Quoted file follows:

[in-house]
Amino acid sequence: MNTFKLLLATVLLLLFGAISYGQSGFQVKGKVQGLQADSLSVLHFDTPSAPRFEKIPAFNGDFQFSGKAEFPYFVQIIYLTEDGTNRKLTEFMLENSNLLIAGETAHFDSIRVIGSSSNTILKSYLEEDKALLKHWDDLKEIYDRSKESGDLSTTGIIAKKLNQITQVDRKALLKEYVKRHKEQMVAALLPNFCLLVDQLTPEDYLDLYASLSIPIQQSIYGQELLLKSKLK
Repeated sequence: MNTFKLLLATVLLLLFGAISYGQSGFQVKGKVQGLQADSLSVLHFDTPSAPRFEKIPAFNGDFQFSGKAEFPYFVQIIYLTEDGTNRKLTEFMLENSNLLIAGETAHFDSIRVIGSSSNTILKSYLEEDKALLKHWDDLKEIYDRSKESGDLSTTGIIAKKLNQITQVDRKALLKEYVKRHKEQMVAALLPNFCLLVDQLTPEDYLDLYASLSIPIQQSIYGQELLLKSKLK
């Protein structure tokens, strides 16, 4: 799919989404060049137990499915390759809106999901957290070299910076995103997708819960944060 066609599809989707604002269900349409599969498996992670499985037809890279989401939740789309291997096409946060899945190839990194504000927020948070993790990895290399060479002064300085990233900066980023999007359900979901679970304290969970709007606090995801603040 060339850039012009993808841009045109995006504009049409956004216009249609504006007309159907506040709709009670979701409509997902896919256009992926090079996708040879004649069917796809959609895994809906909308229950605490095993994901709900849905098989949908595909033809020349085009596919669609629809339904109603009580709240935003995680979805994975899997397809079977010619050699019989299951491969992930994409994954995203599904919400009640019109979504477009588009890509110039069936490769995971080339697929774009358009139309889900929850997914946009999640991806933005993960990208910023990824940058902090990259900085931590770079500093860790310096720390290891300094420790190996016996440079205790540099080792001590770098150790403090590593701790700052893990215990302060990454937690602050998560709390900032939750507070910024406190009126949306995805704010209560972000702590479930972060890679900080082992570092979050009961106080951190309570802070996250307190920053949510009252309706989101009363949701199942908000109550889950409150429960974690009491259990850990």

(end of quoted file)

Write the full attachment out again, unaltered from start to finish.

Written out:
[in-house]
Amino acid sequence: MNTFKLLLATVLLLLFGAISYGQSGFQVKGKVQGLQADSLSVLHFDTPSAPRFEKIPAFNGDFQFSGKAEFPYFVQIIYLTEDGTNRKLTEFMLENSNLLIAGETAHFDSIRVIGSSSNTILKSYLEEDKALLKHWDDLKEIYDRSKESGDLSTTGIIAKKLNQITQVDRKALLKEYVKRHKEQMVAALLPNFCLLVDQLTPEDYLDLYASLSIPIQQSIYGQELLLKSKLK
Repeated sequence: MNTFKLLLATVLLLLFGAISYGQSGFQVKGKVQGLQADSLSVLHFDTPSAPRFEKIPAFNGDFQFSGKAEFPYFVQIIYLTEDGTNRKLTEFMLENSNLLIAGETAHFDSIRVIGSSSNTILKSYLEEDKALLKHWDDLKEIYDRSKESGDLSTTGIIAKKLNQITQVDRKALLKEYVKRHKEQMVAALLPNFCLLVDQLTPEDYLDLYASLSIPIQQSIYGQELLLKSKLK
């Protein structure tokens, strides 16, 4: 799919989404060049137990499915390759809106999901957290070299910076995103997708819960944060 066609599809989707604002269900349409599969498996992670499985037809890279989401939740789309291997096409946060899945190839990194504000927020948070993790990895290399060479002064300085990233900066980023999007359900979901679970304290969970709007606090995801603040 060339850039012009993808841009045109995006504009049409956004216009249609504006007309159907506040709709009670979701409509997902896919256009992926090079996708040879004649069917796809959609895994809906909308229950605490095993994901709900849905098989949908595909033809020349085009596919669609629809339904109603009580709240935003995680979805994975899997397809079977010619050699019989299951491969992930994409994954995203599904919400009640019109979504477009588009890509110039069936490769995971080339697929774009358009139309889900929850997914946009999640991806933005993960990208910023990824940058902090990259900085931590770079500093860790310096720390290891300094420790190996016996440079205790540099080792001590770098150790403090590593701790700052893990215990302060990454937690602050998560709390900032939750507070910024406190009126949306995805704010209560972000702590479930972060890679900080082992570092979050009961106080951190309570802070996250307190920053949510009252309706989101009363949701199942908000109550889950409150429960974690009491259990850990």